At Goldman Sachs, trading continues to make up a significant part of the banks’ profits. Trading revenue accounts for 59% of Goldman Sachs’ overall revenues, according to the report.

via Trading Profits Up 11 Percent For Banks; JPMorgan Chase Leads The Way.

via Trading Profits Up 11 Percent For Banks; JPMorgan Chase Leads The Way.

Robert Reichs Blog: The Great Disconnect Between Stocks and Jobs

The result, overall, is an asset-based recovery, not a Main Street recovery. Yes, the economy is growing again, but the surge in productivity is a mirage. Worker output per hour is skyrocketing because companies are generating almost as much output with fewer workers and fewer hours. The Fed, meanwhile, has become an enabler to all this, making it as cheap as possible for companies to axe their employees. Money costs so little these days it’s easy to substitute capital for labor. It’s also easy to buy up foreign assets with cheap American money. And it’s now blissfully easy for Wall Street to borrow money almost free and buy all sorts of interests in foreign assets, especially commodities. Thats why were seeing the prices of foreign commodities and other assets go through the roof. At the same time, the Treasury continues to be fixated on keeping banks afloat. The Administrations mortgage mitigation efforts are lagging. Small businesses are starved of credit. The White House has announced a “jobs summit,” which is better than nothing but not nearly as good as pushiing immediately for a larger stimulus, a new jobs tax credit, and a WPA-style jobs program. The Fed and the Teasury have, in effect, placed a huge bet on a recovery driven by asset prices. That’s a bad bet. The great disconnect between the stock market and jobs is pushing stock prices way out of line with the real economy. This isnt sustainable.

via Robert Reichs Blog: The Great Disconnect Between Stocks and Jobs.

via Robert Reichs Blog: The Great Disconnect Between Stocks and Jobs.

Keep Wall Street risks away from Main Street |

The four biggest banks — JPMorgan Chase, Citigroup, Bank of America and Wells Fargo –now control more than two-fifths of all bank deposits, more than 66 percent of all credit card accounts and more than half of all mortgages in the U.S.Unfortunately, they also run trillions of dollars in risky trading ventures that could blow up in our faces again.We need to keep risk where it belongs — on Wall Street — and security where it matters — on Main Street. That way, if the derivatives cowboys want to take obscene risks, they can but without driving the rest of us to the brink of financial oblivion.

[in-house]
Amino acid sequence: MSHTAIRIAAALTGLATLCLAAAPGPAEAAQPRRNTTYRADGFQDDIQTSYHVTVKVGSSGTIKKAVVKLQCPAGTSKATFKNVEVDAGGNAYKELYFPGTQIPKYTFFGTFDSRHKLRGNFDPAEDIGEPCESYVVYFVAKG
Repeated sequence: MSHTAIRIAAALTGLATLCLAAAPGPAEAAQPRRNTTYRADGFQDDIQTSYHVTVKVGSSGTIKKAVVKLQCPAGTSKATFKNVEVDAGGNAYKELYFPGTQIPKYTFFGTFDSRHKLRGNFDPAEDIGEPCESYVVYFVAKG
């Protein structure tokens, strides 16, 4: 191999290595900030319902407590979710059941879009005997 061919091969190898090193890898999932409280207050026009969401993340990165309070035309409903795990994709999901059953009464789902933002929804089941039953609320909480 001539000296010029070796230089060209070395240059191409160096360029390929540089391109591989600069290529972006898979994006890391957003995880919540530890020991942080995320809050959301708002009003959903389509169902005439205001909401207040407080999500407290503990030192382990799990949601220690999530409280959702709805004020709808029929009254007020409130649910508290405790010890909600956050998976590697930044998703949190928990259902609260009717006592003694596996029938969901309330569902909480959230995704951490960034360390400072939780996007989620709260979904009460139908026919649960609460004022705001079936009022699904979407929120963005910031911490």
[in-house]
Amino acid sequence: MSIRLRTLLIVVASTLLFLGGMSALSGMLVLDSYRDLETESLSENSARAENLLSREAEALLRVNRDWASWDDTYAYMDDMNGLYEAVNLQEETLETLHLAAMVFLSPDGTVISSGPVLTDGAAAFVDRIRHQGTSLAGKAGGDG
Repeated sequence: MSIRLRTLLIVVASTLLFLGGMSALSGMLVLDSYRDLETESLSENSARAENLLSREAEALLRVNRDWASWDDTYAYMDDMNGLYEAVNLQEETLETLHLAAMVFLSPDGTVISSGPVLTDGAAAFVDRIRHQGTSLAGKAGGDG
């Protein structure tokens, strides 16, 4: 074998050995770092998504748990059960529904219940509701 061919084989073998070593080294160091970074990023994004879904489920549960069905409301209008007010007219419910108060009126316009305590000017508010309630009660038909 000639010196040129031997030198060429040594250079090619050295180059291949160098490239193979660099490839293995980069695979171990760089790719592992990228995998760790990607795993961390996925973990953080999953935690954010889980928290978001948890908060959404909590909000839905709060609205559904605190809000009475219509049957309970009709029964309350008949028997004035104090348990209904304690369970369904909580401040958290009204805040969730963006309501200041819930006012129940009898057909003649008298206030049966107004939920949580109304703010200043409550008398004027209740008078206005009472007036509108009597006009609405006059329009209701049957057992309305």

via Keep Wall Street risks away from Main Street |

via Keep Wall Street risks away from Main Street |

A Practical Way to End “Too Big to Fail”

If forcing breakups isn’t realistic, what is? One solution is to simply give banks an incentive to downsize. Philip Purcell proposed a practical way to do so earlier this week in the Financial Times.

Purcell, if you’re curious, is the former chairman and CEO of Morgan Stanley (NYSE: MS), and an unsung hero in my book. In 2005, he was ousted primarily because he wasn’t willing to engage in reckless risk-taking. He understood how dangerous it was.

But swinging for the fences was fun back then, so Purcell was replaced with current CEO John Mack, who swung wildly. Risk-taking ratcheted up. Three years later, the firm was nearly bankrupt. A coincidence, I’m sure. �

The answer

Anyway, Purcell’s op-ed in the Financial Times recommends a doable approach to overcoming “too big to fail.” In his own words:

Smaller banks are now required to have 8 per cent tangible equity per dollar of assets (the leverage ratio). This stronger capital structure will reduce bank failures.

Too-big-to-fail institutions, however, should have a higher ratio of 10 to 12 per cent … The public bears the cost of too big to fail. Since capital is the public’s main protection, it should be high.

via A Practical Way to End “Too Big to Fail”.

via A Practical Way to End “Too Big to Fail”.